An often repeated saying in marketing is that “customers do not buy products; they buy benefits.” In other words, we are interested in a product not for what it does, but rather we are interested for what it can do for us. Yet, marketers often get bogged down in the design and production of products, and the desires of the customer often are overlooked. In their book Creating Breakthrough Products, Jonathan Cagan and Craig Vogel call for a different approach to product development when they say “form and function should follow fantasy.” This view requires a customer-centered approach to designing products.
Fantasy is an emotional state that can be felt through more satisfying experiences with a product. The question a marketer should ask is how well do products under his or her watch help customers fulfill their fantasies? Also, what tweaks can be made to make a product more capable of delivering a meaningful customer experience? These questions came to mind as the National Hockey League prepares for its All-Star Game weekend in Raleigh, North Carolina beginning tomorrow.
All-Star games in professional sports are exhibitions that feature top players but generally uninspiring play. And, there is little innovation in the design of the product as it is usually a game that pits all-star teams made up of players from a league’s two conferences (e.g., Eastern vs. Western Conference, American League vs. National League). The NHL sought to spark interest in this year’s All-Star Game by foregoing the East vs. West format in favor of selecting teams like a fan might draft a fantasy hockey team. A captain and two alternate captains for each team will draft from a pool of players selected to play in the game. Friday night’s player draft will perhaps be the highlight of the weekend, adding intrigue to the game itself on Sunday.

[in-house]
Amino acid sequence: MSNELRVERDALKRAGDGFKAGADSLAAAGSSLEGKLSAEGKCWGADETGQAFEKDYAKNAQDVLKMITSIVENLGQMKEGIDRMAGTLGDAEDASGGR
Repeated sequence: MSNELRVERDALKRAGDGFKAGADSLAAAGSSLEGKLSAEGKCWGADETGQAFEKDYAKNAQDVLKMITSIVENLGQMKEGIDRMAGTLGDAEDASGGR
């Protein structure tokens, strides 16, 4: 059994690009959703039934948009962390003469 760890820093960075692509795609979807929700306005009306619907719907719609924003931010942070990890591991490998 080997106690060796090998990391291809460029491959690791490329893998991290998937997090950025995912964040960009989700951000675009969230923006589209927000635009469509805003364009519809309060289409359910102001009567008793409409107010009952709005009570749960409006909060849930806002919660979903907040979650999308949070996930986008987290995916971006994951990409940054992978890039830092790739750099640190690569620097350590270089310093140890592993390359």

We must remember that doing things a certain way because that is how they have been done always is not a recipe for marketing success. Customers may prefer another way, one that adds more value to the products or service you offer. Invite your customers to share their fantasies, and then develop form and function to help them realize their fantasies.